On January 1, 1989 the Canadian government began to implement the free trade deal that it had completed with the Government of the United States on October 4, 1987. Before signing the Canada-U.S. Free Trade Agreement (FTA) the Canadian government had sought exemption from the use by the United States of its "unfair" trade law system of anti-dumping (AD) and countervailing duties (CVDs). While the U.S. "unfair" trade law system is presumed to be based on principles agreed to in the General Agreement on Tariffs and Trade (GATT), economists, and other scholars, have contended that the system is not being applied properly; by reducing the harm caused by the margin of the foreigners' subsidy or dumping practices. Instead, it is being used to provide shelter to U.S. based corporations and industries seeking import relief, where shelter represents a type of administered trade protection, since the actions are undertaken and paid for by the U.S. government. This abuse came to represent a serious problem for Canadian producers in the 1980s, who are extremely reliant on exports to the United States. To an increasing degree they believed they had become the target of U.S. trade law actions by their U.S. competitors.
The United States was, however, not prepared to eliminate its "unfair" trade law system for Canada, but instead, agreed to the setting up of two dispute settlement mechanisms (DSMS) where Canadian and American citizens could sit on binational panels to hear the final review of complaints lodged against the administrative agencies actions in either country on AD and CVD cases under Chapter Nineteen of the FTA or on general trade disputes under Chapter Eighteen of the FTA. This book critically examines the development and implementation of these two DSMs over the January 1, 1989 to August 15, 1994 period. It also provides a broader analysis of the issues surrounding the problems of the application of the "unfair" trade laws, by examining the Canada-U.S. FTA's DSM systems against the present use by Canada and the United States of the procedures available under the 1979 GATT Subsidies Code. It also examines the changes that have been made in the 1994 GATT Subsidies Code and the North American Free Trade Agreement (NAFTA) which has incorporated, with revisions, Chapter Eighteen and Nineteen as Chapter Twenty and Nineteen of the NAFTA, respectively, and extended access to these mechanisms to Mexico. This book primarily focuses on the application of CVDs and the adverse international affects of governments subsidies practices, though many of the issues raised are also applicable to the application of AD duties and the private subsidization activities of firms.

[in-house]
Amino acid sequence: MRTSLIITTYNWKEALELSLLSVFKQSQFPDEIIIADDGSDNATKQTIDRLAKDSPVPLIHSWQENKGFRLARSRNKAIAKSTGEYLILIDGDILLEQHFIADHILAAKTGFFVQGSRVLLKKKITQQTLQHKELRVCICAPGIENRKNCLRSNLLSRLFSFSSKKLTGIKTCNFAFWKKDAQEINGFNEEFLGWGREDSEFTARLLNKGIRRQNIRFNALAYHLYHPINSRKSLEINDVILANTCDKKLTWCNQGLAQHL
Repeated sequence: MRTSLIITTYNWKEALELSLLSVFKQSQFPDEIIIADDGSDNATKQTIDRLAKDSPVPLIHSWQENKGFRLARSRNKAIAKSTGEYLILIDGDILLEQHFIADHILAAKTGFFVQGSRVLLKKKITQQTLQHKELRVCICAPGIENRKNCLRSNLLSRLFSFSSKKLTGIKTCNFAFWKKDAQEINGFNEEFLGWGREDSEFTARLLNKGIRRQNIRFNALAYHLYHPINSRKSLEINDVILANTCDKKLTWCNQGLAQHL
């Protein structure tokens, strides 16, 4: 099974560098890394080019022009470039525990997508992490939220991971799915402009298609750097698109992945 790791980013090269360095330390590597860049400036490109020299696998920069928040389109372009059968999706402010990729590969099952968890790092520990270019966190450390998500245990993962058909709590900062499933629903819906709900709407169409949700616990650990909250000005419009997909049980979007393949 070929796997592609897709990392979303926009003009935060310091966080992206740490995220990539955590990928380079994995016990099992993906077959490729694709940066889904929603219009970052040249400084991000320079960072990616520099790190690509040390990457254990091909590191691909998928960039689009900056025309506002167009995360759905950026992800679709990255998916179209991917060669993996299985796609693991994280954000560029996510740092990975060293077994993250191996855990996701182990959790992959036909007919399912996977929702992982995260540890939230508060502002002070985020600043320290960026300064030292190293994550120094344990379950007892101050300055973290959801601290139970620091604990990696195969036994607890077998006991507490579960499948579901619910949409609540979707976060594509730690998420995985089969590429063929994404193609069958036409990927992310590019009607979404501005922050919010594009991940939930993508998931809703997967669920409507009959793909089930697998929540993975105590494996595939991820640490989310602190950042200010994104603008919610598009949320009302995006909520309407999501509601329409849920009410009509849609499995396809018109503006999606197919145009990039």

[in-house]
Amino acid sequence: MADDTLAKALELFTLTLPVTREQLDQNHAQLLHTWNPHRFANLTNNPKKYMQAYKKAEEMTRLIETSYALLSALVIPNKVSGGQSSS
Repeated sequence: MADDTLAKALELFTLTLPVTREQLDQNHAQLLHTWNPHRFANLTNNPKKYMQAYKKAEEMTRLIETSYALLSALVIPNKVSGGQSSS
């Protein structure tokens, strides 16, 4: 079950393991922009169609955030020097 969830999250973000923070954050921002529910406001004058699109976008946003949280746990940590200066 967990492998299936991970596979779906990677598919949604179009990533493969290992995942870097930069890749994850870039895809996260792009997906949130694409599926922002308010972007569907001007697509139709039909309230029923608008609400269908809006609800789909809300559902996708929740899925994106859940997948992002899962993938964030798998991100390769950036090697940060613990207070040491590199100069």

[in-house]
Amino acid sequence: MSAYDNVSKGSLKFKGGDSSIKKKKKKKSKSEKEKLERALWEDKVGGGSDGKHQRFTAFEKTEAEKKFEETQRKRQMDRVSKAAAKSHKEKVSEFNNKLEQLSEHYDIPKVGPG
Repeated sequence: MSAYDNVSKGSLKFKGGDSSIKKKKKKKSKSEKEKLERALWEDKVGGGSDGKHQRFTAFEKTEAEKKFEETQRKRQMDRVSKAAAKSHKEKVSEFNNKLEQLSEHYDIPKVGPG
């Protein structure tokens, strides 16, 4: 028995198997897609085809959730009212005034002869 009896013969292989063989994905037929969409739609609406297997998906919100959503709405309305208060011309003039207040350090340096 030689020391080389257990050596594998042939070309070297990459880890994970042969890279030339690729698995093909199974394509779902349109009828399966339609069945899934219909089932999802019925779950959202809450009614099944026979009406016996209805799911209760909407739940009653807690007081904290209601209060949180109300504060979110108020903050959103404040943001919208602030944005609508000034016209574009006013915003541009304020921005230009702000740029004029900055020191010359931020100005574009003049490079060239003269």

The book finds that, first; the Chapter Nineteen DSM may provide some short-term benefits to Canadian producers, but for ensuring the long-run